But somewhere along the way, Anthony apparently agreed to a buyout with someone in Knicks management.
There was a buyout agreement in place that was vetoed by Knicks owner James Dolan.
ESPN’s Ramona Shelburne reported that the franchise decided it would not buy out Anthony, a sticking point that was one factor behind owner James Dolan’s parting ways with Jackson shortly after the draft.
This is obviously a situation where the owner must sign off. It wasn’t necessarily Jackson who overstepped his authority, but it sure sounds like it was.
I don’t know how much money Anthony would’ve given up to hit free agency, but the Knicks likely came out ahead by not buying him out. Playing hardball worked, and Anthony eventually expanded his list of approved destinations beyond the Rockets. That allowed New York to trade him to the Thunder for Enes Kanter and Doug McDermott. Considering how Kanter has played, it seems unlikely the Knicks could have better spent the money saved in an Anthony buyout.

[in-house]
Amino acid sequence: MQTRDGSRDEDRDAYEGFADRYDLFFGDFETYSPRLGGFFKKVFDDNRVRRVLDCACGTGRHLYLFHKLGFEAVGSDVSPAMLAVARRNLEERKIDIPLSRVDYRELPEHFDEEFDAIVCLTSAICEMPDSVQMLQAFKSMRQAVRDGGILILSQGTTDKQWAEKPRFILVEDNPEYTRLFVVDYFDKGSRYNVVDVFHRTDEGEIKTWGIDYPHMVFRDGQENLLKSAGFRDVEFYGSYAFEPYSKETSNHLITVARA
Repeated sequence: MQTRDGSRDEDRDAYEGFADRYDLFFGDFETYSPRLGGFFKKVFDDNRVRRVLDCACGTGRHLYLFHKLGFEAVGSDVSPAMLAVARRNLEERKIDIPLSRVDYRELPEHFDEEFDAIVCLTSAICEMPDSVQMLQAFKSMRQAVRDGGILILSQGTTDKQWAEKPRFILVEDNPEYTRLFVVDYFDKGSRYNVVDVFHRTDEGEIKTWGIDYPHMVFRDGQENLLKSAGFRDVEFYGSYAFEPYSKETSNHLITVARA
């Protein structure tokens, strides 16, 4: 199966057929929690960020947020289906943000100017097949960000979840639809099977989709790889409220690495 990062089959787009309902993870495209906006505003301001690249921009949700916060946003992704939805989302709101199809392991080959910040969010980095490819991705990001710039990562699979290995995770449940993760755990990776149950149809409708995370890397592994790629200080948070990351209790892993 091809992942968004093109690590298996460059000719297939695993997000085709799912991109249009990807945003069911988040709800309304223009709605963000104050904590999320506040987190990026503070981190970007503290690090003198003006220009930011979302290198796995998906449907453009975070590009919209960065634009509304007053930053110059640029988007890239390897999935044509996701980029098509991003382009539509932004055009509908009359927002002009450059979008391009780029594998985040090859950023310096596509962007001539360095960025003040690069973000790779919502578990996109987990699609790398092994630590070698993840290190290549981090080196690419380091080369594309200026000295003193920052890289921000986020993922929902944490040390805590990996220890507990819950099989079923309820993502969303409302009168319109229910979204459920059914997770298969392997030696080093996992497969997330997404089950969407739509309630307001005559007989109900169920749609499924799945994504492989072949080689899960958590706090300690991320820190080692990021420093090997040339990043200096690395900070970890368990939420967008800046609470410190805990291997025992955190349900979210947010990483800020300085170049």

This is why the commonly expressed sentiment that Dolan shouldn’t meddle with the Knicks is misguided. He has billions tied to the franchise. He should have a voice in its operations. His problem is empowering the wrong people to take the most active roles and intervening at the wrong times with bad ideas.
This looks like an exception, though.